Researchers study impact of medicinal plant’s harvest in San Juan National Forest

News

Researchers study impact of medicinal plant’s harvest in San Juan National Forest

Regi Black Elk, left, a student at Haskell Indian Nations University, and Courtney Masterson, a student at the University of Kansas, plant flags to mark immature, mature and flowering osha plants in a research plot on Missionary Ridge.
A tiny osha sprout grows from roots left over from earlier harvest in a research plot on Missionary Ridge.
Daniel Gagnon, left, owner of Herbs Etc. in Santa Fe, and Maggie Riggs, a volunteer from Lawrence, Kansas, monitor the results of a three-year study on Missionary Ridge to determine the impacts of harvest on osha regeneration.
Amy Isenberg of the University of Kansas prepares to flag a mature osha plant in a plot on Missionary Ridge as part of a research project to gather data on the native species’ ability to regenerate after harvest.
Daniel Gagnon, left, owner of Herbs Etc. in Santa Fe, and Maggie Riggs, a volunteer from Lawrence, Kansas, prepare to plant flags to mark the levels of osha regeneration in study plots on Missionary Ridge.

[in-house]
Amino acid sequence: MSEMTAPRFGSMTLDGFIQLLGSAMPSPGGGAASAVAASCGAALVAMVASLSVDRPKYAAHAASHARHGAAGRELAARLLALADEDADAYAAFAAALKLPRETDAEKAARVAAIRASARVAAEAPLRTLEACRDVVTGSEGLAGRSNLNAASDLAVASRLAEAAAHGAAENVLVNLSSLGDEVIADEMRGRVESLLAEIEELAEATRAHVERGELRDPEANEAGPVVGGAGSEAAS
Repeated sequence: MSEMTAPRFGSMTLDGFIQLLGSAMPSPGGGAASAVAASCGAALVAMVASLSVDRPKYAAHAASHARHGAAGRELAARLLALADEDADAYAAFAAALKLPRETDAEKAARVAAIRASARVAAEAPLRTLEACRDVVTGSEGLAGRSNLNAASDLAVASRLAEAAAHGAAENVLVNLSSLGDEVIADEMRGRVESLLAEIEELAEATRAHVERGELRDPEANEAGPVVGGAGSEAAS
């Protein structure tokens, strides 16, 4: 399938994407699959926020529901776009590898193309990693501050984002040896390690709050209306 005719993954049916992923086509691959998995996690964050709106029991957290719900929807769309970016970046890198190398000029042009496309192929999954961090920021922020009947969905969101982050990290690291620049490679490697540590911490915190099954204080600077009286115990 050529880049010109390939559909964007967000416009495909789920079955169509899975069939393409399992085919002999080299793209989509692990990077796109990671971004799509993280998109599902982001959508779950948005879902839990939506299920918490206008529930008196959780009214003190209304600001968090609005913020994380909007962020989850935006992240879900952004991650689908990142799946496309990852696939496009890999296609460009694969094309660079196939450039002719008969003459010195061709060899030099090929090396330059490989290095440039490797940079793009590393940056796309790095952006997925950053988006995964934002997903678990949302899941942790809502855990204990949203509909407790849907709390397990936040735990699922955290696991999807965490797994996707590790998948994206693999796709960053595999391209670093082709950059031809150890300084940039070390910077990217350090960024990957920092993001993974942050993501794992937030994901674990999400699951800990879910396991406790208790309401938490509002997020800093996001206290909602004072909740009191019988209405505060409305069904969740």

A smiling Susan Leopold of United Plant Savers helps the University of Kansas research crew monitor the rates of regeneration of osha in plots established on Missionary Ridge.
Osha, a native plant known for its medicinal properties, is the subject of a three-year study on its ability to regenerate after harvest pressure.

Researchers study impact of medicinal plant’s harvest in San Juan National Forest

Regi Black Elk, left, a student at Haskell Indian Nations University, and Courtney Masterson, a student at the University of Kansas, plant flags to mark immature, mature and flowering osha plants in a research plot on Missionary Ridge.
A tiny osha sprout grows from roots left over from earlier harvest in a research plot on Missionary Ridge.
Daniel Gagnon, left, owner of Herbs Etc. in Santa Fe, and Maggie Riggs, a volunteer from Lawrence, Kansas, monitor the results of a three-year study on Missionary Ridge to determine the impacts of harvest on osha regeneration.
Amy Isenberg of the University of Kansas prepares to flag a mature osha plant in a plot on Missionary Ridge as part of a research project to gather data on the native species’ ability to regenerate after harvest.
Daniel Gagnon, left, owner of Herbs Etc. in Santa Fe, and Maggie Riggs, a volunteer from Lawrence, Kansas, prepare to plant flags to mark the levels of osha regeneration in study plots on Missionary Ridge.
A smiling Susan Leopold of United Plant Savers helps the University of Kansas research crew monitor the rates of regeneration of osha in plots established on Missionary Ridge.
Osha, a native plant known for its medicinal properties, is the subject of a three-year study on its ability to regenerate after harvest pressure.
Reader Comments
click here to add your event
Durango ~ Events
click here to add your event
Durango ~ Events